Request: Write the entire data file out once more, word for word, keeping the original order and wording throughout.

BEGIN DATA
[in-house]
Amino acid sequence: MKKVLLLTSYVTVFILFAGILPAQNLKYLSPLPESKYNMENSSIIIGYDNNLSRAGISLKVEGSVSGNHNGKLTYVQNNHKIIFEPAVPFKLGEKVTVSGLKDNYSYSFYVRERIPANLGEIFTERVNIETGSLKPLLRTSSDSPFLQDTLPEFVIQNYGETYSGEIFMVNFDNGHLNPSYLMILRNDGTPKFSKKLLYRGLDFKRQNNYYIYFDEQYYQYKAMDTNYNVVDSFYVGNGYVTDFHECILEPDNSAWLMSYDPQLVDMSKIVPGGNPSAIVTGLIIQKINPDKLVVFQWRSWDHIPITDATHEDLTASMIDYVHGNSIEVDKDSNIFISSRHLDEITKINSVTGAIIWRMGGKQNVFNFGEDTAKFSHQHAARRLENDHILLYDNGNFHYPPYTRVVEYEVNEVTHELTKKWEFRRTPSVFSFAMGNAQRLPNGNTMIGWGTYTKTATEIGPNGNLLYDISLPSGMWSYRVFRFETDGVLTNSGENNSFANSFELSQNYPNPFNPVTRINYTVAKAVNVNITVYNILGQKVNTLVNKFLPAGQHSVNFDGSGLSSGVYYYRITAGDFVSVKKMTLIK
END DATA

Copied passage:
[in-house]
Amino acid sequence: MKKVLLLTSYVTVFILFAGILPAQNLKYLSPLPESKYNMENSSIIIGYDNNLSRAGISLKVEGSVSGNHNGKLTYVQNNHKIIFEPAVPFKLGEKVTVSGLKDNYSYSFYVRERIPANLGEIFTERVNIETGSLKPLLRTSSDSPFLQDTLPEFVIQNYGETYSGEIFMVNFDNGHLNPSYLMILRNDGTPKFSKKLLYRGLDFKRQNNYYIYFDEQYYQYKAMDTNYNVVDSFYVGNGYVTDFHECILEPDNSAWLMSYDPQLVDMSKIVPGGNPSAIVTGLIIQKINPDKLVVFQWRSWDHIPITDATHEDLTASMIDYVHGNSIEVDKDSNIFISSRHLDEITKINSVTGAIIWRMGGKQNVFNFGEDTAKFSHQHAARRLENDHILLYDNGNFHYPPYTRVVEYEVNEVTHELTKKWEFRRTPSVFSFAMGNAQRLPNGNTMIGWGTYTKTATEIGPNGNLLYDISLPSGMWSYRVFRFETDGVLTNSGENNSFANSFELSQNYPNPFNPVTRINYTVAKAVNVNITVYNILGQKVNTLVNKFLPAGQHSVNFDGSGLSSGVYYYRITAGDFVSVKKMTLIK